I used Uber and lived to tell the tale. And I found a lesson for content strategy in my rides to and from the airport in San Francisco.
You’re probably hearing it more and more: silos are bad for your business. They discourage collaboration, lead to duplication and inconsistency, and prevent you from delivering a unified content experience to your customers. But what really happens when you try to break them down?
These days, I generally avoid fast food, but it’s hard to pass up good French fries every now and then. Look beyond those yummy fries, and you can learn some valuable lessons that apply to content strategy.
This guest post is by Carlos Evia, Ph.D., the director of Professional and Technical Writing at Virginia Tech. The DITA Troubleshooting topic is one of the “new” features in version 1.3 of the standard. However, troubleshooting has been around the DITA world for some good … Read More
Content strategy is taking hold across numerous organizations. Bad content is riskier and riskier because of the transparency and accountability in today’s social media–driven world. But now, we have a new problem: a talent deficit in content strategy.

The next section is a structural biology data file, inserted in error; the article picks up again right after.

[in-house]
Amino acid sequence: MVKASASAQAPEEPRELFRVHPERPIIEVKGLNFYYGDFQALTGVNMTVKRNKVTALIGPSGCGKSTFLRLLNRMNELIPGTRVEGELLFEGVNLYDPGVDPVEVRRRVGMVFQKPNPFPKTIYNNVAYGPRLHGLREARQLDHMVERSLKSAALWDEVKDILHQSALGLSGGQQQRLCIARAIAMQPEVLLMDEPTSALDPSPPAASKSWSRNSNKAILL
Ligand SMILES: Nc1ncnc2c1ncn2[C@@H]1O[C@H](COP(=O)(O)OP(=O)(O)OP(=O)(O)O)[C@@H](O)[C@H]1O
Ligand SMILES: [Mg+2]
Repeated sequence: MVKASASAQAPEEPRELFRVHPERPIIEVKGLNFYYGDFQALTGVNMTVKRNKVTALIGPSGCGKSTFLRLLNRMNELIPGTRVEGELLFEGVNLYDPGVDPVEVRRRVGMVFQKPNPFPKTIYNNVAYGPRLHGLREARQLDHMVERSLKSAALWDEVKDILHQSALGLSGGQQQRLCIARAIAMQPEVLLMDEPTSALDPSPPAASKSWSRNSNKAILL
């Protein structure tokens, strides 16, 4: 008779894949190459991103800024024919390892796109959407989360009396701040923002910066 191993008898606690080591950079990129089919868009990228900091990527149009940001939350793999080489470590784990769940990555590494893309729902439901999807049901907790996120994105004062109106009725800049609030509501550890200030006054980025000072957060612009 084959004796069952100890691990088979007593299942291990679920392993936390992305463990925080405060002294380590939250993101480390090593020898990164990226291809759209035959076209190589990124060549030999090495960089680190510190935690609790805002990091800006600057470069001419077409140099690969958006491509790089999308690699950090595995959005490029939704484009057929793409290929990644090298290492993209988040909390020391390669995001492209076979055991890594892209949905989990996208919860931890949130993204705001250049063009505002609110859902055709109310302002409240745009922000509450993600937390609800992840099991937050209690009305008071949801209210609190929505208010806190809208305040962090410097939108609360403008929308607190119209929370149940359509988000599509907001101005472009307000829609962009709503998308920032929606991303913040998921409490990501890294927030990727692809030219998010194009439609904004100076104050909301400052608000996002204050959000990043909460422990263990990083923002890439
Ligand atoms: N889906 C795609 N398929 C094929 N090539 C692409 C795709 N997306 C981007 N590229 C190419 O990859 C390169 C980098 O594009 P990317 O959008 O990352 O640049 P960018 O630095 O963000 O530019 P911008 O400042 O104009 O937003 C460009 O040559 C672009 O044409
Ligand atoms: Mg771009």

Robert Anderson, one of the DITA architects, compared the transition from DITA 1.1 to DITA 1.2 to the difference between having a couple of drinks with friends and a huge party. The DITA 1.2 specification introduced broad changes in the form of new base elements, … Read More
Over the past year or two, our typical XML customer has changed. Until recently, most XML publishing efforts were driven by marketing communications, technical publications, or IT, usually by a technical expert. But today’s customer is much more likely to be an executive who understands … Read More
It’s a new year, which means it’s time for Scriptorium to discuss—and wildly speculate about—the latest trends in content. Here’s what Bill Swallow, Gretyl Kinsey, and I had to say about 2015 content trends.
We hear a lot about the learning curve for structured authoring, but what does that really mean?